Friday, April 8, 2011

Williams Institute Estimate of LGBT People - Why Its Not Significant

Yikes, it has been over a week since I last posted. Please bear with me though, as I was at the University of Vermont for four days competing in the U.S. National Debate Championship, as well as had papers due and such when I got back. That being said, so much has happened in the past week, and though I would like to address many of them, I find that it is important to discuss the recent report by UCLA's Williams Institute on the LGBT population in the United States.

According to this survey, the LGBT population represents about 3.5% of the adult population in the U.S. - approximately the population of the state of New Jersey. What must be remembered when discussing this statistic, is that if the actual report is read, it will be noticed that this was not an independent survey itself, but instead was a "survey of surveys". Data from multiple sources was compiled, and then a deduction made based upon this data. In the end, the researchers at the Williams Institute came to the conclusion that they did.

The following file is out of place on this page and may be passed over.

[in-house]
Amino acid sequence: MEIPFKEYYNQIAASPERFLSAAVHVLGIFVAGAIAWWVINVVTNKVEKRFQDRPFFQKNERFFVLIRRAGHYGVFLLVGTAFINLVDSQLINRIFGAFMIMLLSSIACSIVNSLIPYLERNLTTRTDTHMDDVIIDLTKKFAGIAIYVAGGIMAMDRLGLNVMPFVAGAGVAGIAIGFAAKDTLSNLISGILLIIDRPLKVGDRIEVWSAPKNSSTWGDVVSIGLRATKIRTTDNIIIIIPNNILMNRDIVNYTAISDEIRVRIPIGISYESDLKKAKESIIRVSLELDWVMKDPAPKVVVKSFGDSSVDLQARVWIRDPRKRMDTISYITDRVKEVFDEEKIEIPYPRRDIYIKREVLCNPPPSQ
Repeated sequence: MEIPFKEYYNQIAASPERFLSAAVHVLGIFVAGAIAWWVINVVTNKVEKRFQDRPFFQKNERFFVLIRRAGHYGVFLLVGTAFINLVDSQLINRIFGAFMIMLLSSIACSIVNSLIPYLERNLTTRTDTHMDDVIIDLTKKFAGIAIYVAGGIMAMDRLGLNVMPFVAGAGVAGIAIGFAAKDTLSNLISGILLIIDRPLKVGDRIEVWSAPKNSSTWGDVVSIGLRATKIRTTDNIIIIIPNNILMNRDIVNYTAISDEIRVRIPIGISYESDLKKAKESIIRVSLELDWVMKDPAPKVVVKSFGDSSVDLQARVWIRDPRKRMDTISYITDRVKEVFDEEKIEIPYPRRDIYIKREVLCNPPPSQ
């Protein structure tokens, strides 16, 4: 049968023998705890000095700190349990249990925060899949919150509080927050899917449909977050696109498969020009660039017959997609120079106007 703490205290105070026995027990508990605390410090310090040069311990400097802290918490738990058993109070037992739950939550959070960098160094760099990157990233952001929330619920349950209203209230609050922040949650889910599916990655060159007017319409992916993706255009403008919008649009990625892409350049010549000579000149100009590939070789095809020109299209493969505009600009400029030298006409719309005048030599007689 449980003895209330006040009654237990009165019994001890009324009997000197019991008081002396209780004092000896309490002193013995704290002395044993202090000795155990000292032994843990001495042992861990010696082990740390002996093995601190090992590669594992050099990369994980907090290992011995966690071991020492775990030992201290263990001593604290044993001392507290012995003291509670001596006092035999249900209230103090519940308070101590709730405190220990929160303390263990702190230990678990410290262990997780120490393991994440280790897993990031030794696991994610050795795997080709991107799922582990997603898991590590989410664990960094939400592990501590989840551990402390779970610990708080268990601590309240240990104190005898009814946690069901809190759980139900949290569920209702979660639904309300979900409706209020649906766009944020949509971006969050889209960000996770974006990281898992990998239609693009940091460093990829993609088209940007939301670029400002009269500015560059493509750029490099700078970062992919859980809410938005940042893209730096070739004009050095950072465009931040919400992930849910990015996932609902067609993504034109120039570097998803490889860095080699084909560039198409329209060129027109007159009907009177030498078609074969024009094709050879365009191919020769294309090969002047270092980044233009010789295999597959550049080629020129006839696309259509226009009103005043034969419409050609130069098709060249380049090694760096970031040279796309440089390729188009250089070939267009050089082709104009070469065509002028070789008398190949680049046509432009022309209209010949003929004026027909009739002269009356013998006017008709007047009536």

Thankfully, the researchers did recognize the limitations of their own study, limitations that need to be pointed out. In fact, they recognize that 1. It is significantly difficult to take a survey of surveys - as the methodology of the different surveys may be vastly different. And 2. that sexual orientation and gender identity are inherently difficult statistics to measure, as they are subjective and answers may be subjected to outside stigmas.

Thus, I for one do not really care about the validity of the Williams survey. Yes, it is a good number to go on for a minimum threshold, but anyone in their right mind would realize that the social stigmatization that accompanies sexual orientation and gender identity - especially in the South and rural areas - significantly deflates the numbers. Thus, these numbers actually show that we are a significant minority - for at MINIMUM we are comparable to the state of New Jersey. That is good news to be sure as we make our case for full civil equality.

A full copy of the Williams Institute report can be found here.
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